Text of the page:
Generally, it is safe to increase your dosage by 0.5 mg to 1 mg every three days until you feel your anxiety symptoms or seizures are under control. It is highly recommended not to exceed 20 mg of Klonopin per day at any time.
Exact doses of what is safe or not will vary from person to person based on many factors. Age, gender, weight, metabolism, general health, concurrent medications being taken, and a history of substance abuse all affect exactly what dose is acceptable for you to take. Children’s dosages, for example, should only begin between 0.01 mg and 0.03 mg per kg (kilogram) of body weight per day. Pediatric dosages can increase between 0.25 mg and 0.5 mg per day until a maximum of 0.2 mg per kg of weight is reached.
Studies have found that the optimal dose of Klonopin to treat anxiety disorder in adults is 1 mg per day. Increasing dosage levels up to 4 mg per day was actually less effective and caused more adverse side effects than the 1 mg dose. Unnecessarily increasing your dosage could be putting yourself at risk for experiencing adverse side effects including overdose.
How Much Klonopin to Overdose?
Doctors routinely prescribe drugs like Klonopin to treat the conditions we discussed above. The sedative-hypnotic medications relax tense muscles, promote sleep, and ease anxiety, making them popular among medical professionals and users. The number of adults using the medication has grown dramatically in recent years, even warranting some concern by medical professionals about a potential benzodiazepine crisis.
Not only are more people using Klonopin than ever before, but they are also taking more than ever too. Individuals with prescriptions received 1.4 times more medication in 2013 than they did 20 years before. For this reason, Klonopin overdose has become more prevalent throughout our society. However, there are other factors as well. Who’s in danger of Klonopin overdose?
Who Is In Danger of Overdose?
Anyone that takes Klonopin is in danger of overdosing. Benzodiazepines were involved in about 30 percent of prescription drug overdose deaths in 2013, which was second behind opioids. Another reason why experts fear the potential benzodiazepine crisis looming. While the overdose risk is much lower in those who follow the instructions set forth by their physician, it becomes dangerous when other drugs are introduced or you take too much. It’s also dangerous if you take the medication without a prescription.
Other factors that increase the chances of Klonopin overdose include:
- Polydrug abuse: Those who mix Klonopin with other drugs, especially other depressants like alcohol or opioid painkillers, increase their chances of a fatal Klonopin overdose.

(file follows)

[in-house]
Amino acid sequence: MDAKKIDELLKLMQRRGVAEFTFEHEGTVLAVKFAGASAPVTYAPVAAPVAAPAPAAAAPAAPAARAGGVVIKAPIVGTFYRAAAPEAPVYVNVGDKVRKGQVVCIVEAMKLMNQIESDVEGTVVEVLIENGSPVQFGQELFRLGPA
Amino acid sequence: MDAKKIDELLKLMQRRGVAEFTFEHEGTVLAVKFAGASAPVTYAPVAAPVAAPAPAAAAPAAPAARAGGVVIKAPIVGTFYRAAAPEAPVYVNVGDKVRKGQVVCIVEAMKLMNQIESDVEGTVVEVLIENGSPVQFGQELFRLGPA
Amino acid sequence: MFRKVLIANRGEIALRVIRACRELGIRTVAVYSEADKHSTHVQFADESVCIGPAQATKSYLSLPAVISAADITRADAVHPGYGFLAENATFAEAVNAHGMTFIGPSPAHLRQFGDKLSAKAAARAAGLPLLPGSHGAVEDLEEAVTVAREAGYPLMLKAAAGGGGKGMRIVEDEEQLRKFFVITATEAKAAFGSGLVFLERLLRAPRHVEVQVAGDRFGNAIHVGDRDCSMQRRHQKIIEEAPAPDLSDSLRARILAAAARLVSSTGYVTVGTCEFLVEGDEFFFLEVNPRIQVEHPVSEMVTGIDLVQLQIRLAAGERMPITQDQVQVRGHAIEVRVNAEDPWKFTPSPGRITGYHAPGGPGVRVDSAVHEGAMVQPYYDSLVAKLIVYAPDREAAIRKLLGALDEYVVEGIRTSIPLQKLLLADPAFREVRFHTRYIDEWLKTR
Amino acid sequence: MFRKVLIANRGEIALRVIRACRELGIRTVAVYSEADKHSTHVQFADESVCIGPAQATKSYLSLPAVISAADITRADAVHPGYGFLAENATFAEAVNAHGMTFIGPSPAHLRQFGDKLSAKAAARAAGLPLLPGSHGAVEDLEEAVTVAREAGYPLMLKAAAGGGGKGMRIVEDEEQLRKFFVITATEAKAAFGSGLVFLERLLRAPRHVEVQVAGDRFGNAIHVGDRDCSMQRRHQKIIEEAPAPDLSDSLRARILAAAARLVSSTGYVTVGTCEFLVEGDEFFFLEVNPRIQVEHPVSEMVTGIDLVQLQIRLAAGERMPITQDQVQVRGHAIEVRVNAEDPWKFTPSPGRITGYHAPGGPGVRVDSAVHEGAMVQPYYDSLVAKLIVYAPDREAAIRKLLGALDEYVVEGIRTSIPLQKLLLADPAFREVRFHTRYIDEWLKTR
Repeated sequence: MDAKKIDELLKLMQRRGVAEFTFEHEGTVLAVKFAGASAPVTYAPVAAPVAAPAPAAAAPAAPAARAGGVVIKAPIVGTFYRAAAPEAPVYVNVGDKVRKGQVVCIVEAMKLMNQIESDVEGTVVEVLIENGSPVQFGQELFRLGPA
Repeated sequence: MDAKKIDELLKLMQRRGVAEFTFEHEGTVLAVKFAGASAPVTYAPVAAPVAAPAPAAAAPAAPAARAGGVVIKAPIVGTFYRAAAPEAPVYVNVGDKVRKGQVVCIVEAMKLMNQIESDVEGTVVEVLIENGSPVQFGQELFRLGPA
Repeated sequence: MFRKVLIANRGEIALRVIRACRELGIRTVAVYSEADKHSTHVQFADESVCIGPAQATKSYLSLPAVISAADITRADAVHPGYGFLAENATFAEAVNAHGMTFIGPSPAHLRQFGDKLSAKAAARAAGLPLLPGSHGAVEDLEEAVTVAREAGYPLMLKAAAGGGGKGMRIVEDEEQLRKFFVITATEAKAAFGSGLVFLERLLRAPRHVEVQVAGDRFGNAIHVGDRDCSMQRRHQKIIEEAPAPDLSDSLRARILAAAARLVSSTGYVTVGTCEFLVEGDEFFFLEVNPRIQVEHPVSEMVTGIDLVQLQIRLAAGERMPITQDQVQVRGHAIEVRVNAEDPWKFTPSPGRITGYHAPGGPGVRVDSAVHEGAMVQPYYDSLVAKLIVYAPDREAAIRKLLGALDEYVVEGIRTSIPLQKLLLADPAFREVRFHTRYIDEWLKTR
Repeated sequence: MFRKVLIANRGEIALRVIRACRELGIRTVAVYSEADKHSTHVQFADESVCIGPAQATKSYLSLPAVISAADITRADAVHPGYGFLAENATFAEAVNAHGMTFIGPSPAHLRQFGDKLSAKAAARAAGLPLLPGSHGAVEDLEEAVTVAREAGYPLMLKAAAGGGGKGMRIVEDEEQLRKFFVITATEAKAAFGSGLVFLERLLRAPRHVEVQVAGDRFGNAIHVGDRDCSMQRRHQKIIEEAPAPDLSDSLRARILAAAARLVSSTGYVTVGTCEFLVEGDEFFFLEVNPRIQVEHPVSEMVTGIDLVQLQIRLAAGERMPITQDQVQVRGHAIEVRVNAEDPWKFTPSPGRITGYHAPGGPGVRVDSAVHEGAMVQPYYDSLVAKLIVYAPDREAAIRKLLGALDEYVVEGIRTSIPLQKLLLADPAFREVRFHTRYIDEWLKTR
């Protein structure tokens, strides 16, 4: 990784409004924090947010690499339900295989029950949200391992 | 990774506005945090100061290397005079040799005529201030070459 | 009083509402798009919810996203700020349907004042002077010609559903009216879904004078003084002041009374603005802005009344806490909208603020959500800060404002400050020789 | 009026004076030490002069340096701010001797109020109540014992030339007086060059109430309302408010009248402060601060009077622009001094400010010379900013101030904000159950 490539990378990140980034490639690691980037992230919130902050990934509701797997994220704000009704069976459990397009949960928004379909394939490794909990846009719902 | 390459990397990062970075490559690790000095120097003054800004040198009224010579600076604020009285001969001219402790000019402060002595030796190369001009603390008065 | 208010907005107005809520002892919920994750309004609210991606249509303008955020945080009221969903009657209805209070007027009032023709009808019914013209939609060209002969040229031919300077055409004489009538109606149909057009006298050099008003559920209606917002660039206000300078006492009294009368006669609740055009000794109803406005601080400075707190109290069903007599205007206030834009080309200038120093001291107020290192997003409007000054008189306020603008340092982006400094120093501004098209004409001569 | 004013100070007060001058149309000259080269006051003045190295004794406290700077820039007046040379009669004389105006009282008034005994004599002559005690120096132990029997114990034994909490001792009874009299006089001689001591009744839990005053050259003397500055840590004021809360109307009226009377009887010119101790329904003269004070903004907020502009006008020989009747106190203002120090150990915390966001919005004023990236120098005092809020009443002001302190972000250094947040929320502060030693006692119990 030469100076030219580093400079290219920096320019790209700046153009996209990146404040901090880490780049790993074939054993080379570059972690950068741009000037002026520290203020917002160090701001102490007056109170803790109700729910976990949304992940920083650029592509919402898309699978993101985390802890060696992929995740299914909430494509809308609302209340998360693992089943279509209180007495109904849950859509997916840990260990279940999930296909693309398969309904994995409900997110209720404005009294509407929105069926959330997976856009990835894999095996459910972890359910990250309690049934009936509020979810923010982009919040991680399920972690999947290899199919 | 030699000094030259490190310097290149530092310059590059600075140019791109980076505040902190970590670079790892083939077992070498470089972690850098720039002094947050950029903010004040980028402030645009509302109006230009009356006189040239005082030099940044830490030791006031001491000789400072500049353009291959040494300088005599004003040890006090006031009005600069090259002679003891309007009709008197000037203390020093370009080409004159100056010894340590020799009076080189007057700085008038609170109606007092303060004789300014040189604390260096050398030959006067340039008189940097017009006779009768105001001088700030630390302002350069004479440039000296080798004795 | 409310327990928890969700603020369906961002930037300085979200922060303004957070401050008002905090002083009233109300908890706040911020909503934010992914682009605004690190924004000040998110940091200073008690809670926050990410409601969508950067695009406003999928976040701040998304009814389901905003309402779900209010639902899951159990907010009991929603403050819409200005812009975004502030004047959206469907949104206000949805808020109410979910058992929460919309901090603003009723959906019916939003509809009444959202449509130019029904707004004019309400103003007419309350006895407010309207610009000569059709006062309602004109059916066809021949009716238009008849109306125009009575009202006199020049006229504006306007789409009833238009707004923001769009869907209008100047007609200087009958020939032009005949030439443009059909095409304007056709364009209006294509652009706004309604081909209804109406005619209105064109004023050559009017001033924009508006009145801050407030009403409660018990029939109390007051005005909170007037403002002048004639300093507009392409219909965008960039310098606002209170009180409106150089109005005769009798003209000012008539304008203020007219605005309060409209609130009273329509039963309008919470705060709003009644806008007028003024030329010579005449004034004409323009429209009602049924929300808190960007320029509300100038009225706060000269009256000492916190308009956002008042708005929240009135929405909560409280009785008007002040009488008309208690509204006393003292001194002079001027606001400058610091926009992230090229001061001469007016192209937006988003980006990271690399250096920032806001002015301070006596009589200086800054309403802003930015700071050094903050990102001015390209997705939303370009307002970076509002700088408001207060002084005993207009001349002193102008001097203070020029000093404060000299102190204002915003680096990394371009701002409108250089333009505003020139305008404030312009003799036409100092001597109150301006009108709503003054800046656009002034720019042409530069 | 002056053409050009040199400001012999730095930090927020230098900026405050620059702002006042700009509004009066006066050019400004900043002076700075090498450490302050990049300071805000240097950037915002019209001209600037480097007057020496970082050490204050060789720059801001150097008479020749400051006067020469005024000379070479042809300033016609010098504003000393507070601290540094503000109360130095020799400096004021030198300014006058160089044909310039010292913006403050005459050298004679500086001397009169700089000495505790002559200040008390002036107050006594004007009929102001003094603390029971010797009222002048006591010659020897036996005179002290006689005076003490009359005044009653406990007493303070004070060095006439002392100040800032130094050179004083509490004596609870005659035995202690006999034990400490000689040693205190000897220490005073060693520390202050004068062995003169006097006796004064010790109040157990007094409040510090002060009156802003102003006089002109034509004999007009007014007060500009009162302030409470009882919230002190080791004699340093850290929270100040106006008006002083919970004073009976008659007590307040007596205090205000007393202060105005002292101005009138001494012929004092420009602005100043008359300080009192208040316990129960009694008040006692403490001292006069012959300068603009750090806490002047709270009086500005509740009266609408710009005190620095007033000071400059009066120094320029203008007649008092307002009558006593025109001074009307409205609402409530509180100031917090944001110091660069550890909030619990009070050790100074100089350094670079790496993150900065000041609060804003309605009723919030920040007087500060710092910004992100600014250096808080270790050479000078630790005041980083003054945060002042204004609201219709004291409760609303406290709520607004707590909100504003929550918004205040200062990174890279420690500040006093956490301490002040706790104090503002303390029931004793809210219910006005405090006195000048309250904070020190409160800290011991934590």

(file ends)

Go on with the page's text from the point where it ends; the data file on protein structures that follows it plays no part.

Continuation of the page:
- Psychiatric illness: Klonopin is given to those with severe psychiatric illnesses that include panic disorders, anxiety, and depression. When misusing Klonopin, it can worsen your anxiety or lead to severe depression and suicidal thoughts. Klonopin may cause suicidal ideation in some people who use it, potentially triggering an intentional overdose.
- Addiction: Users who become addicted to Klonopin will need higher doses to achieve the effects they once felt when they started using the drug. Addicts can easily take more than they should and cause an overdose. This is especially true if they’re using opioids or alcohol to potentiate the effects.
- Lack of experience: Those who aren’t familiar with the potency of Klonopin are at an increased risk of overdosing. Someone who hasn’t used Klonopin might underestimate its effects and use more than recommended by a doctor for their weight. Unfortunately, this can also lead to a fatal overdose because they’re unable to take the proper steps to get help.
Even if a Klonopin overdose isn’t fatal, it can lead to long-term adverse health consequences. Too much of a prescription drug like Klonopin is often the reason for emergency department visits. The most commonly involved medications in the emergency department were anti-anxiety and insomnia drugs like Klonopin and narcotic pain relievers. Many of these visits are avoidable by understanding the risks and taking action against addiction before it evolves into something more sinister.
How to Address a Klonopin Overdose
Start by calling 911. Symptoms of an overdose must be taken very seriously and treated immediately. While you are waiting for emergency medical help to arrive, monitor the symptoms that arise. Stay on the line with emergency services, and monitor the individual’s breathing.
“Once emergency medical help has arrived or you have taken the person to the hospital, medical responders may decide to pump the person’s stomach to get rid of any substances that have not been processed and therefore not entered the bloodstream. They also may decide to administer IV fluids to the patient as well as ensure an open airway for breathing.”
Doctors can administer medications that have been approved for treating benzodiazepine overdose. Drugs, such as flumazenil, work as antagonists against benzodiazepines and can reverse their dangerously sedative effects.
Dangers of an Overdose
A Klonopin overdose can be fatal, so again, it is imperative to call 911 immediately if someone you know has overdosed on Klonopin.
Even if you are taking Klonopin as directed by a doctor, abuse and overdose is possible. If addressed immediately and appropriately, a Klonopin overdose can be treated, and fatal consequences can be avoided.